Saturday, Michelle and I wound up back at Olives et Épices (see “Plus ça change…”) and who should be there presiding, but Philippe de Vienne himself. We got to talking and found M. de Vienne to both unbelievably friendly and unbelievably generous with his encyclopedic knowledge of herbs and spices. We learned about everything from Kemiri Nuts (a staple of Indonesian cuisine) to Colombo Spices (a blend developed by Indian emigrants who were brought to the Caribbean). But what was perhaps the most fascinating topic of discussion of the day, not to mention the most fascinating culinary discovery of the day, was Ras-el-Hanout. Actually, it was Ras-el-Hanout that got us talking in the first place. Michelle had come across this spice blend while at Les Chèvres and was eager to learn more about it. She brought it up with M. de Vienne and it immediately seemed as though he was warming up to a favorite subject—he’s clearly an amateur of Moroccan cuisine, not to mention a bit of a scholar on Moorish culture in general.
Ras-el-Hanout is a spice blend that was developed by the Moors some time ago. The name means something along the lines of “top of the shop” and it is used by each spice merchant and spice shop in Morocco to refer to the finest spice blend they offer. As M. de Vienne informed us, even the most mediocre versions of this blend bring together some 13 or 14 different spices and herbs, but the best blends can consist of upwards of 27 or 28 different ingredients. The standard ingredients include things like cumin, coriander, turmeric, cinnamon, cardamom, and ginger, but better varieties can also include things like dried rose blossoms and lavender, and there was a time when the blends might also include hallucinogens and aphrodisiacs such as hashish, belladonna, and Spanish fly. The best versions of Ras-el-Hanout bring together both quantity and quality, and M. de Viennes’ blend includes between 23 and 24 ingredients (depending on what’s available at the time that he puts his batch together) all of which are of the best quality and are blended at peak freshness, and all of which are left whole. Ras-el-Hanout isn’t meant to be used as a base for any dishes, the way garam masala is used in Indian cuisine, for instance, it’s meant to be thrown in during the last stages of the preparation of a dish like a couscous or at tajine, where it serves as a kind of magical ‘secret ingredient’ that enlivens a dish, perks it up, puts a finishing touch on it. For those with imagination it can be used to add something mysterious to everything from a cheese hors d’oeuvre to ice cream.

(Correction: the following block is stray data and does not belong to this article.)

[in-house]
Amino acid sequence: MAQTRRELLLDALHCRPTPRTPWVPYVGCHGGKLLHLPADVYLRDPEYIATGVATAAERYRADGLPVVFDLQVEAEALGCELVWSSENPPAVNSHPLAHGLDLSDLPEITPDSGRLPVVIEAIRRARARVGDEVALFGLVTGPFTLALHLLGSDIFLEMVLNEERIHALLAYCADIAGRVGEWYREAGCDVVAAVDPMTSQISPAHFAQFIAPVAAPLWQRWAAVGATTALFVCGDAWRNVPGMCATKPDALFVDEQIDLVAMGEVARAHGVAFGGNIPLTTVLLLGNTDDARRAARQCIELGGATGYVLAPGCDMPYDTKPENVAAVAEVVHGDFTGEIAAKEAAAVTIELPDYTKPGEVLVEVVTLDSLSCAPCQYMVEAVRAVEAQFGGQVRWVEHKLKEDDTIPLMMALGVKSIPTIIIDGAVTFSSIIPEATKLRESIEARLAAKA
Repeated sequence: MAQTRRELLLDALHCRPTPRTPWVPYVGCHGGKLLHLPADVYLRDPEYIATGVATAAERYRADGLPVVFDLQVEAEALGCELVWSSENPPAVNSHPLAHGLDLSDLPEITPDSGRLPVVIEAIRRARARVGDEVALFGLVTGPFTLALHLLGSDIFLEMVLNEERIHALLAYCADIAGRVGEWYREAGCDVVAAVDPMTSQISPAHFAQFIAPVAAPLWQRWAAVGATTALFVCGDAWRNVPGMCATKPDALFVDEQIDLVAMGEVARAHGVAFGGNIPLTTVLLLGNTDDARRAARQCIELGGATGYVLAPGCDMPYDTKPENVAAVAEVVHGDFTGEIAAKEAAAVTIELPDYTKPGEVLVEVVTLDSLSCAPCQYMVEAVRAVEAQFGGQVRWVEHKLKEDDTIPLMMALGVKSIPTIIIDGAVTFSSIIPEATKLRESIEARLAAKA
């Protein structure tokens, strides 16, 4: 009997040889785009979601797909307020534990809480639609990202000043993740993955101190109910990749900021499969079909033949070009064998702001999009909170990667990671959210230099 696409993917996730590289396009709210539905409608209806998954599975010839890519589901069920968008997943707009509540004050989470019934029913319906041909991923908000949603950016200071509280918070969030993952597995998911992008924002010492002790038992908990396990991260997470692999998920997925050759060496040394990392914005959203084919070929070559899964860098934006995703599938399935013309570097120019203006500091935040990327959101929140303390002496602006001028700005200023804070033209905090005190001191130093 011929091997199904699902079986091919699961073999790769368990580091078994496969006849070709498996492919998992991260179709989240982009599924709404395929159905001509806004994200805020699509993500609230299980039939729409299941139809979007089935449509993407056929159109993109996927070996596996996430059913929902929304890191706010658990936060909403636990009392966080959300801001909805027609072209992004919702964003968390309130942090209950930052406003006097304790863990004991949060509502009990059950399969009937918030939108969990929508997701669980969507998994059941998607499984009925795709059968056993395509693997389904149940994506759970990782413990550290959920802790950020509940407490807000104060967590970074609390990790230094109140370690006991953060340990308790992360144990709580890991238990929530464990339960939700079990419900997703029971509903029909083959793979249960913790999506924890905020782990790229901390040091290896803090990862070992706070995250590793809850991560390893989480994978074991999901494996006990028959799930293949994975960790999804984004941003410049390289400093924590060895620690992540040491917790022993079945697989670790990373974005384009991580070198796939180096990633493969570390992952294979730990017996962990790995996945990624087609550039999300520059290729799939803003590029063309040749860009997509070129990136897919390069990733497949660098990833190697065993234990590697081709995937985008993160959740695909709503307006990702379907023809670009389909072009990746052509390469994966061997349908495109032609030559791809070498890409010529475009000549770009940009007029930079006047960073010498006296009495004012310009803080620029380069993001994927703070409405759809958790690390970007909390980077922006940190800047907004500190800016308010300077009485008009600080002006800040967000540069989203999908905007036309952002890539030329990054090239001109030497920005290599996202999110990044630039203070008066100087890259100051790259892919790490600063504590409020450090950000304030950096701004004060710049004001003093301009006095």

By the end of our conversation with M. de Vienne, we could barely contain ourselves. We picked up a can and rushed it home to experiment with. He recommended that we grind the whole batch immediately, then keep it in its air-tight can in the freezer, and that’s exactly what we did. It looked a lot prettier when the spices were still whole (as they are in the photo above), but the aroma after we ground the blend was hard to describe and worth every penny. Later that evening I added just the tiniest touch to a “Moroccan” carrot soup I’ve been making recently, and, together with the crème fraîche we swirled into the soup at the last moment, it turned a very good soup into something rather phenomenal. I also added about 1/2 a teaspoon into my most recent batch of oignons confits and—it’s official—they’re now à point.